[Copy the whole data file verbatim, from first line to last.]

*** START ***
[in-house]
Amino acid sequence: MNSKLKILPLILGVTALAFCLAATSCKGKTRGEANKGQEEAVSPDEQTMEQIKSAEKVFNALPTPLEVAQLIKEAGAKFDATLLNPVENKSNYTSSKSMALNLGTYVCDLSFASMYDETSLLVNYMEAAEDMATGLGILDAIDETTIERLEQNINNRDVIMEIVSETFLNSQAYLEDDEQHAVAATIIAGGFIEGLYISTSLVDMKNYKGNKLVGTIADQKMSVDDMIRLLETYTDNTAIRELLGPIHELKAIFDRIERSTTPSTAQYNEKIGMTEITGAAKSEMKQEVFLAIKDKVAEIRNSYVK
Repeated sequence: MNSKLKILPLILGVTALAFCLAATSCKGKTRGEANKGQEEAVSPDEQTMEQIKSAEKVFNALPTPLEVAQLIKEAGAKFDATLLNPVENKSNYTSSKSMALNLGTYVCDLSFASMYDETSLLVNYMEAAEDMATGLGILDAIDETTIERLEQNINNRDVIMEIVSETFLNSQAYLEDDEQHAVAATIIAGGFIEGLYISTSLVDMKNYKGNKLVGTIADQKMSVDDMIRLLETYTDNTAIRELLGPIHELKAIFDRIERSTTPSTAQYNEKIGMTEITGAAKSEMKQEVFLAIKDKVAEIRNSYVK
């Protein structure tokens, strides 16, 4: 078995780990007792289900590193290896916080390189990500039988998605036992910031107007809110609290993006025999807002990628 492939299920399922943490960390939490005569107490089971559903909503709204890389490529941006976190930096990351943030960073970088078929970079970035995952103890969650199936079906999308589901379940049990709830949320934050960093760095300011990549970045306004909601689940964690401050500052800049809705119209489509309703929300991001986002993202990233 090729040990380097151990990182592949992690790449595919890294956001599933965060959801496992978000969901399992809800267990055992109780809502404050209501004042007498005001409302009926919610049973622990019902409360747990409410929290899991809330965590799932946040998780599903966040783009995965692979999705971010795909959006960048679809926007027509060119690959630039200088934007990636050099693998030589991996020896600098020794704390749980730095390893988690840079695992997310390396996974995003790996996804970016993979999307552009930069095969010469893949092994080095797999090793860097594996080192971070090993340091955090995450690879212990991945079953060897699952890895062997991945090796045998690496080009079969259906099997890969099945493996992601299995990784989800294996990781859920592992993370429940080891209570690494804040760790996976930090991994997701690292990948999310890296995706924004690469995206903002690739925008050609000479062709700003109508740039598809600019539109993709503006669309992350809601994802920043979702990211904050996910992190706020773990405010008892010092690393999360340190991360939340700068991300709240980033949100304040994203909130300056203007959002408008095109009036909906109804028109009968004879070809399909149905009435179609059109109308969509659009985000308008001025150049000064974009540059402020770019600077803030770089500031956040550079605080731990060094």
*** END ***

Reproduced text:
[in-house]
Amino acid sequence: MNSKLKILPLILGVTALAFCLAATSCKGKTRGEANKGQEEAVSPDEQTMEQIKSAEKVFNALPTPLEVAQLIKEAGAKFDATLLNPVENKSNYTSSKSMALNLGTYVCDLSFASMYDETSLLVNYMEAAEDMATGLGILDAIDETTIERLEQNINNRDVIMEIVSETFLNSQAYLEDDEQHAVAATIIAGGFIEGLYISTSLVDMKNYKGNKLVGTIADQKMSVDDMIRLLETYTDNTAIRELLGPIHELKAIFDRIERSTTPSTAQYNEKIGMTEITGAAKSEMKQEVFLAIKDKVAEIRNSYVK
Repeated sequence: MNSKLKILPLILGVTALAFCLAATSCKGKTRGEANKGQEEAVSPDEQTMEQIKSAEKVFNALPTPLEVAQLIKEAGAKFDATLLNPVENKSNYTSSKSMALNLGTYVCDLSFASMYDETSLLVNYMEAAEDMATGLGILDAIDETTIERLEQNINNRDVIMEIVSETFLNSQAYLEDDEQHAVAATIIAGGFIEGLYISTSLVDMKNYKGNKLVGTIADQKMSVDDMIRLLETYTDNTAIRELLGPIHELKAIFDRIERSTTPSTAQYNEKIGMTEITGAAKSEMKQEVFLAIKDKVAEIRNSYVK
């Protein structure tokens, strides 16, 4: 078995780990007792289900590193290896916080390189990500039988998605036992910031107007809110609290993006025999807002990628 492939299920399922943490960390939490005569107490089971559903909503709204890389490529941006976190930096990351943030960073970088078929970079970035995952103890969650199936079906999308589901379940049990709830949320934050960093760095300011990549970045306004909601689940964690401050500052800049809705119209489509309703929300991001986002993202990233 090729040990380097151990990182592949992690790449595919890294956001599933965060959801496992978000969901399992809800267990055992109780809502404050209501004042007498005001409302009926919610049973622990019902409360747990409410929290899991809330965590799932946040998780599903966040783009995965692979999705971010795909959006960048679809926007027509060119690959630039200088934007990636050099693998030589991996020896600098020794704390749980730095390893988690840079695992997310390396996974995003790996996804970016993979999307552009930069095969010469893949092994080095797999090793860097594996080192971070090993340091955090995450690879212990991945079953060897699952890895062997991945090796045998690496080009079969259906099997890969099945493996992601299995990784989800294996990781859920592992993370429940080891209570690494804040760790996976930090991994997701690292990948999310890296995706924004690469995206903002690739925008050609000479062709700003109508740039598809600019539109993709503006669309992350809601994802920043979702990211904050996910992190706020773990405010008892010092690393999360340190991360939340700068991300709240980033949100304040994203909130300056203007959002408008095109009036909906109804028109009968004879070809399909149905009435179609059109109308969509659009985000308008001025150049000064974009540059402020770019600077803030770089500031956040550079605080731990060094």